Lost Password

Book Review

Publisher's Note:

Following the nail-biting cliff-hanger of Bodyguard 1: Recruit, the action resumes in Hostage as martial arts expert and trained bodyguard Connor Reeves battles to protect the US president’s daughter, Alicia, from mortal danger . . . even if it means putting his own life at risk. Connor is her last line of defense—an invisible shield kept secret from everyone, including the First Daughter herse…

Bodyguard: Hostage (Book 2)

by Chris Bradford

Overall Book Review:

With multiple teen characters, this high stakes game of cat and mouse will keep the reader wanting more.  While it could stand alone, the back story is really in book one and adds to the depth of the story.  Our main characters are teens who are often insightful and suspenseful but still very genuine.  It’s enjoyable to read about real characters who are flawed and have to deal with the repercussions of their choices. 

Book two is a great continuation of the story with action-packed adventure and great character development.  Most of the characters are the same from book one so we really get to know them better in book two.  Connor, one of our main characters, who is still the newest Guardian recruit, has chosen a life of self-sacrifice.  He’s at a bit of a crossroads and has to decide if he’s willing to jump in the face of danger and put his life on the line for another.  With a wonderful dash of horror and daring, his true nature is quickly revealed and with a few unexpected surprises along the way, the reader might find themselves not wanting to put the book down. 

The author has written at least thirty-three book in his career, twenty-eight are fiction.  He takes his writing so seriously that he even went to body-guard school before he wrote this eight-book series.  Book two brings the story with Alicia, the President’s daughter, nicely to a conclusion.  Although there is a lot of death and destruction involving the two teens and terrorism, the violence is not written in a way that is overly descriptive or gruesome.  The author has also done a nice job of describing the details of the setting and it’s almost like taking a mini vacation and seeing the sights along with our characters.

Content Analysis:

Profanity/Language:  3 mild obscenities. 

Violence/Gore:  A man envisions himself shooting targets that look like people, including women & children; 2 bullies pick on a teen boy; 2 teen boys pretend to shoot 2 other teens (turns out to be a water pistol with ink and popping balloons); 3 bombs go off in a big city, mention of 154 people hurt and some killed, no gory details; several paragraphs of men who are firing machine guns at a vehicle with adults & teens, 4 men killed, blood & death, somewhat descriptive; men with guns chase 2 teens while shooting at them; 2 teens shot with stun darts; 2 mentions of a double agent shot in the head, execution style, mention of blood, a little gruesome; 2 teens taken hostage, guns, knife, details of captivity are not gory; several threatening mentions of a very sharp knife; a mock execution of a teen, no death or blood, descriptions of fear; men attempt a rescue: guns, shots fired, death of characters, not overly gory or descriptive of deaths; teen boy slams the head of a another onto the cement floor, kicks man’s head, some description of teeth flying, some blood; teens try to escape: big fight, boiling coffee thrown on a man’s face, man’s eye is severely scratched, one character kills another character.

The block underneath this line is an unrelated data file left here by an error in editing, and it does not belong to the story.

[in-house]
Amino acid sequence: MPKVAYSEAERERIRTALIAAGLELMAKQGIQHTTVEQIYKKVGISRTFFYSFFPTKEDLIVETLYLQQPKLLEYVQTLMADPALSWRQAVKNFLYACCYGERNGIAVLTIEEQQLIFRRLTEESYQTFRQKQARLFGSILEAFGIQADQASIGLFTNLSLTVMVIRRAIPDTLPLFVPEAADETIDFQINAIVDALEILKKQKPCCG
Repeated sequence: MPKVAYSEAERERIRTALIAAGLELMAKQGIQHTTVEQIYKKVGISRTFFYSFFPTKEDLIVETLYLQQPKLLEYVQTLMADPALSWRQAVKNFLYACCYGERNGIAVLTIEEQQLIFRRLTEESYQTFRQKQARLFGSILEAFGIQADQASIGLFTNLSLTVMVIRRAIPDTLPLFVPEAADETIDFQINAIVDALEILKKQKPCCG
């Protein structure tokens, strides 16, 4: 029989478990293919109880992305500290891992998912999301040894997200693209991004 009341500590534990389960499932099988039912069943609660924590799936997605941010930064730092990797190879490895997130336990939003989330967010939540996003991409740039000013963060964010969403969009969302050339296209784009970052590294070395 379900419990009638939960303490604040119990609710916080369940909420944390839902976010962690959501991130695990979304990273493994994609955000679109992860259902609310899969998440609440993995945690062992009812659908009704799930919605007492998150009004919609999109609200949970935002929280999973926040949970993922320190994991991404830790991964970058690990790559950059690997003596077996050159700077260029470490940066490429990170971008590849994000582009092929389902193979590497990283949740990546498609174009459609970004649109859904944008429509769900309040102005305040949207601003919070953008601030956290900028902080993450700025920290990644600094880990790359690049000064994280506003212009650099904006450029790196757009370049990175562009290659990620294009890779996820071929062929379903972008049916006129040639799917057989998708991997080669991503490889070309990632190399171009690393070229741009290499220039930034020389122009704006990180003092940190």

Sex/Nudity:  A slight romantic tension between a teen boy and girl throughout the story; teen girl kisses teen boy.

Mature Subject Matter:

Runaway teen, weapons (guns & knife), violent death of a father, terrorism, Iraq, war, IEDs/bombs, murder, kidnapping, killing in the name of a god.

Alcohol / Drug Use:

Men eat a spinach type leaf that gives the effects of massive caffeine.

Overall Book Rating

Share This Post

About the Reviewer

Reading a good adventure story has always been a vacation in the theater of my mind. When I’m stressed or just need to get away for a few minutes, I love the opportunity to climb into somebody else’s world. I didn’t enjoy reading until I was in the Air Force and building bombs in Korea; it was a wonderful distraction from the real world. (I tried bull riding, but it wasn’t exciting enough.)